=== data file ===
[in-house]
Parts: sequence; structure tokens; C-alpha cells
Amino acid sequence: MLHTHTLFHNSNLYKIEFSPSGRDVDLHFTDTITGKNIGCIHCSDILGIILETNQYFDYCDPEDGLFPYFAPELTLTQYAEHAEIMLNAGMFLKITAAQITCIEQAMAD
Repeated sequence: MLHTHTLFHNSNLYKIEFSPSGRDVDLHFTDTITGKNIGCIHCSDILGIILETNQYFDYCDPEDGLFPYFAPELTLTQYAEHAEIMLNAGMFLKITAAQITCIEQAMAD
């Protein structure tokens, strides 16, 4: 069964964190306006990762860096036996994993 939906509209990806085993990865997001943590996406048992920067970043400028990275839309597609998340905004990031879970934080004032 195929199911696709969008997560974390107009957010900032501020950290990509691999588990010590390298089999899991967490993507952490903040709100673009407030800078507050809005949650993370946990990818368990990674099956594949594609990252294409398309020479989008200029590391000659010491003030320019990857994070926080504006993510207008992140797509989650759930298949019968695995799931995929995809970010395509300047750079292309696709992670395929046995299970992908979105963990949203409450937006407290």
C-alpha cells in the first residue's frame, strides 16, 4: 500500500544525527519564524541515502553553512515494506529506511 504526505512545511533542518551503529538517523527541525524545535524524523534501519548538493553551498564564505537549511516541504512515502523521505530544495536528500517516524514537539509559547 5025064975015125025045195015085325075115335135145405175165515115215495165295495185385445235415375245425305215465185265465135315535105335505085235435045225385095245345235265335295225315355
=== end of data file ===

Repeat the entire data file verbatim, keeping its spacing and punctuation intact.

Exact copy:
[in-house]
Parts: sequence; structure tokens; C-alpha cells
Amino acid sequence: MLHTHTLFHNSNLYKIEFSPSGRDVDLHFTDTITGKNIGCIHCSDILGIILETNQYFDYCDPEDGLFPYFAPELTLTQYAEHAEIMLNAGMFLKITAAQITCIEQAMAD
Repeated sequence: MLHTHTLFHNSNLYKIEFSPSGRDVDLHFTDTITGKNIGCIHCSDILGIILETNQYFDYCDPEDGLFPYFAPELTLTQYAEHAEIMLNAGMFLKITAAQITCIEQAMAD
């Protein structure tokens, strides 16, 4: 069964964190306006990762860096036996994993 939906509209990806085993990865997001943590996406048992920067970043400028990275839309597609998340905004990031879970934080004032 195929199911696709969008997560974390107009957010900032501020950290990509691999588990010590390298089999899991967490993507952490903040709100673009407030800078507050809005949650993370946990990818368990990674099956594949594609990252294409398309020479989008200029590391000659010491003030320019990857994070926080504006993510207008992140797509989650759930298949019968695995799931995929995809970010395509300047750079292309696709992670395929046995299970992908979105963990949203409450937006407290």
C-alpha cells in the first residue's frame, strides 16, 4: 500500500544525527519564524541515502553553512515494506529506511 504526505512545511533542518551503529538517523527541525524545535524524523534501519548538493553551498564564505537549511516541504512515502523521505530544495536528500517516524514537539509559547 5025064975015125025045195015085325075115335135145405175165515115215495165295495185385445235415375245425305215465185265465135315535105335505085235435045225385095245345235265335295225315355